Saturday, June 17, 2000
Pepper narrows his focus at P&G
By Randy Tucker
The Cincinnati Enquirer
After a 17-month hiatus, Procter & Gamble's John Pepper has returned as chairman of the nation's largest packaged-goods company.
But the Pennsylvania-born executive said he will approach his new assignment with a narrower focus than when he last held the reins.
In an interview with The Cincinnati Enquirer Friday, Mr. Pepper said he will act primarily as a consultant and mentor to new president and chief executive A.G. Lafley, who will run the company's day-to-day operations.
Here are excerpts of the interview:
Question: What convinced you to come back as P&G's chairman?
Answer: My decision to come back as chairman entirely grew out of Durk's decision to retire. When Durk made his decision to retire, obviously, then we had the ques tion of succession in the company. And I felt very good about what we could do in that respect, meaning, obviously, with A.G., whom I've known since the day he interviewed with the company. I hired A.G. I was the senior person on the panel that interviewed him. We've worked together for more than half of his career. I've long known that he would be the CEO of the company. But there's more to be done here than one person can do. And my coming back in as chairman knowing the company as I do kind of clears the deck for him so he can focus on the operations and getting the business issues in front of us addressed. It was really clear as a bell that it was the right thing to do for me to come back and play that role.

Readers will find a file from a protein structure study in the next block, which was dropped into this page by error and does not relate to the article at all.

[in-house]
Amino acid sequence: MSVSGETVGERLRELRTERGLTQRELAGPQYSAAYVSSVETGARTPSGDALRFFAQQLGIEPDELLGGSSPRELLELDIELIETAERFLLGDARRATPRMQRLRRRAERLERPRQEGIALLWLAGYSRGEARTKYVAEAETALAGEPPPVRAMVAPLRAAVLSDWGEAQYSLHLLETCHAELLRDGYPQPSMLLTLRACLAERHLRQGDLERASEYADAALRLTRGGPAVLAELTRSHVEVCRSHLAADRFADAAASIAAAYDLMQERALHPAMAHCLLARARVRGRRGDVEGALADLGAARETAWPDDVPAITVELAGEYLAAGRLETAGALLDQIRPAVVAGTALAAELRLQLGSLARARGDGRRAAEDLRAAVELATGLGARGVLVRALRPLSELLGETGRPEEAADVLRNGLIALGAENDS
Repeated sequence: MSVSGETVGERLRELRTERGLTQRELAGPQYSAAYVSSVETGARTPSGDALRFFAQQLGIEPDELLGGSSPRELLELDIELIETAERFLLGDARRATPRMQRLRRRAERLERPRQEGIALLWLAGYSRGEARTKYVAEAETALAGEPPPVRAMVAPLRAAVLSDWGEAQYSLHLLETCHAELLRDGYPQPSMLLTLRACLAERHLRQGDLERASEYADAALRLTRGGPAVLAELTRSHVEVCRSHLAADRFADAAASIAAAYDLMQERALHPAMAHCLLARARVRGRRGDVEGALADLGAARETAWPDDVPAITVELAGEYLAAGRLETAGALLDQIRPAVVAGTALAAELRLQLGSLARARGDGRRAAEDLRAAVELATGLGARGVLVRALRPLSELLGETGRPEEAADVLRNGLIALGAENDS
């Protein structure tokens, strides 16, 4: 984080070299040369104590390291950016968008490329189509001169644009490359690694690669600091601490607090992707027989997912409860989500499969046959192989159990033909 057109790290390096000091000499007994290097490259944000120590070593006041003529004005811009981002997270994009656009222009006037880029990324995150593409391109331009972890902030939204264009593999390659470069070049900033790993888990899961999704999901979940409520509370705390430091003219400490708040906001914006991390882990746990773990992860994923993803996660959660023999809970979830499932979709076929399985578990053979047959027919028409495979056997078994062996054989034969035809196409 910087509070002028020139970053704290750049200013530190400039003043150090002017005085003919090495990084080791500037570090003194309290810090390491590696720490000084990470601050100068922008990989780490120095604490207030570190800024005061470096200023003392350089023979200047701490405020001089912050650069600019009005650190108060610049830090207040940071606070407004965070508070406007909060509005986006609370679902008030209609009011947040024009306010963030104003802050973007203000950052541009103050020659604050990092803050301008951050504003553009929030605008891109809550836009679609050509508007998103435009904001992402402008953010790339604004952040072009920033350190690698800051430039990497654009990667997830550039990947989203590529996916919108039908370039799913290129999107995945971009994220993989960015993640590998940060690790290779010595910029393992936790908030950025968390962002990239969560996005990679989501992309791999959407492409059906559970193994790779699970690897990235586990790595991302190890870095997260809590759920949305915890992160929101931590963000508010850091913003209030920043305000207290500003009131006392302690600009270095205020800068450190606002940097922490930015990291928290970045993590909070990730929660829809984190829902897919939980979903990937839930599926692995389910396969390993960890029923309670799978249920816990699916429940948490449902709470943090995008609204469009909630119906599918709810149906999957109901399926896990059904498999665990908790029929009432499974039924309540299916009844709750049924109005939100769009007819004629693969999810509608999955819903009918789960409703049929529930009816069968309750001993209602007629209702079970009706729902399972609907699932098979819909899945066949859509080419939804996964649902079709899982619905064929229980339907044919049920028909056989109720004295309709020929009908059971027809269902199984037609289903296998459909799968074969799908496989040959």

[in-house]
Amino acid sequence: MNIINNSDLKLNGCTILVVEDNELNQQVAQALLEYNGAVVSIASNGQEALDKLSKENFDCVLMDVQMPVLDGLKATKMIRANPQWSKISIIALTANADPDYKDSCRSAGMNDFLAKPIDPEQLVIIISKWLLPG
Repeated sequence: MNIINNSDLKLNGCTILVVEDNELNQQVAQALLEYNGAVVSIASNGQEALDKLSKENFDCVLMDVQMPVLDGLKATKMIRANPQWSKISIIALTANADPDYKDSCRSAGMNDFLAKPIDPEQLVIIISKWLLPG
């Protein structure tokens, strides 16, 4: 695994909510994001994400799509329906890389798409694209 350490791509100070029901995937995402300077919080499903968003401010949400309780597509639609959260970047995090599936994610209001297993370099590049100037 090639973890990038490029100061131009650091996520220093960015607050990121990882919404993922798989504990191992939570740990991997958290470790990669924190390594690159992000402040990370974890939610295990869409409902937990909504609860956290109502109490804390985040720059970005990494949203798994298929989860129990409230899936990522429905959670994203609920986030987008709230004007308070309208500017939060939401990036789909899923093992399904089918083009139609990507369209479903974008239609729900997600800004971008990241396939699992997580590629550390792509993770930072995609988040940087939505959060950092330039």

Q: Are you here for a specific period of time?
A: I'm here as long as this proves to be the right thing to do. ... So there aren't any dates on this.
Q: Because there was no indication Mr. Jager planned to retire, there has been widespread speculation that he was forced out. Is there any truth to that?
A: He told me he was resigning from the company. This was not a question of the board asking him to resign. This was not a question of him being pushed out.
Q: How would you describe your role at P&G today?
A: What I want to do is be an integral part of this team that's going to reaffirm our position as the pre-eminent consumer goods company in the world. The simple way to look at it is I want to take on those things that I'm good at ... that will be most helpful in achieving our overall goals and enabling A.G. to focus on the business operations. There's no question A.G. is the senior line officer in this company. I will certainly focus heavily on external affairs. It will mean working with the government where that needs to be done. ... When it comes to working with the (financial) analysts, we'll probably both do that. But A.G. will present a very important face to the investment community.
Q: What can investors expect in terms of their relationship with Mr. Lafley?
A: A.G. ... is a quick take. He's right out front, very direct, very friendly, engaging. As he meets the investment community ... I think they will come to see him very quickly as just an outstanding business person and individual.